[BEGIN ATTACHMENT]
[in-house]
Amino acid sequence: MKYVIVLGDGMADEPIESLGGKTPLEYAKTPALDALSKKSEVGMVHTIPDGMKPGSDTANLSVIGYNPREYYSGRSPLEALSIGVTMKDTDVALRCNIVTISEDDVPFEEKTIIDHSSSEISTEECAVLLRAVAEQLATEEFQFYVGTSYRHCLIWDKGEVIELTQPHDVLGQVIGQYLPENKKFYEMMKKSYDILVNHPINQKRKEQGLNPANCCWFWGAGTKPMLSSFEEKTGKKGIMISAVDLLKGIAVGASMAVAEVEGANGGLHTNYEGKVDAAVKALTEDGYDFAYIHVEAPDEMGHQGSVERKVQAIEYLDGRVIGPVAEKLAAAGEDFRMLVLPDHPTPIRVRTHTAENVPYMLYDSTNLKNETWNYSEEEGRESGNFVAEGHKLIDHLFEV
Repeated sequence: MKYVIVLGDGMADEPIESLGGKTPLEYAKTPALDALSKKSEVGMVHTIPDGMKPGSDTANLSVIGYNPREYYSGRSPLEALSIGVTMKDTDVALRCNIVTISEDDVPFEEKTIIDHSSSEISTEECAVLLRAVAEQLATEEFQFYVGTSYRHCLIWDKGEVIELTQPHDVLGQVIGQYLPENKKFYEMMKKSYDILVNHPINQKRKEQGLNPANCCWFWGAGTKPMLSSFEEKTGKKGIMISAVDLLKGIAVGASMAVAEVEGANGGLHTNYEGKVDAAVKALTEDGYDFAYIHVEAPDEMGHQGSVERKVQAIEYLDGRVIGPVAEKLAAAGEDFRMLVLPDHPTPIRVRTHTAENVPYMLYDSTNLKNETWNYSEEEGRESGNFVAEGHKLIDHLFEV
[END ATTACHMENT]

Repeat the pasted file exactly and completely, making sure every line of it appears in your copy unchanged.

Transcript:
[in-house]
Amino acid sequence: MKYVIVLGDGMADEPIESLGGKTPLEYAKTPALDALSKKSEVGMVHTIPDGMKPGSDTANLSVIGYNPREYYSGRSPLEALSIGVTMKDTDVALRCNIVTISEDDVPFEEKTIIDHSSSEISTEECAVLLRAVAEQLATEEFQFYVGTSYRHCLIWDKGEVIELTQPHDVLGQVIGQYLPENKKFYEMMKKSYDILVNHPINQKRKEQGLNPANCCWFWGAGTKPMLSSFEEKTGKKGIMISAVDLLKGIAVGASMAVAEVEGANGGLHTNYEGKVDAAVKALTEDGYDFAYIHVEAPDEMGHQGSVERKVQAIEYLDGRVIGPVAEKLAAAGEDFRMLVLPDHPTPIRVRTHTAENVPYMLYDSTNLKNETWNYSEEEGRESGNFVAEGHKLIDHLFEV
Repeated sequence: MKYVIVLGDGMADEPIESLGGKTPLEYAKTPALDALSKKSEVGMVHTIPDGMKPGSDTANLSVIGYNPREYYSGRSPLEALSIGVTMKDTDVALRCNIVTISEDDVPFEEKTIIDHSSSEISTEECAVLLRAVAEQLATEEFQFYVGTSYRHCLIWDKGEVIELTQPHDVLGQVIGQYLPENKKFYEMMKKSYDILVNHPINQKRKEQGLNPANCCWFWGAGTKPMLSSFEEKTGKKGIMISAVDLLKGIAVGASMAVAEVEGANGGLHTNYEGKVDAAVKALTEDGYDFAYIHVEAPDEMGHQGSVERKVQAIEYLDGRVIGPVAEKLAAAGEDFRMLVLPDHPTPIRVRTHTAENVPYMLYDSTNLKNETWNYSEEEGRESGNFVAEGHKLIDHLFEV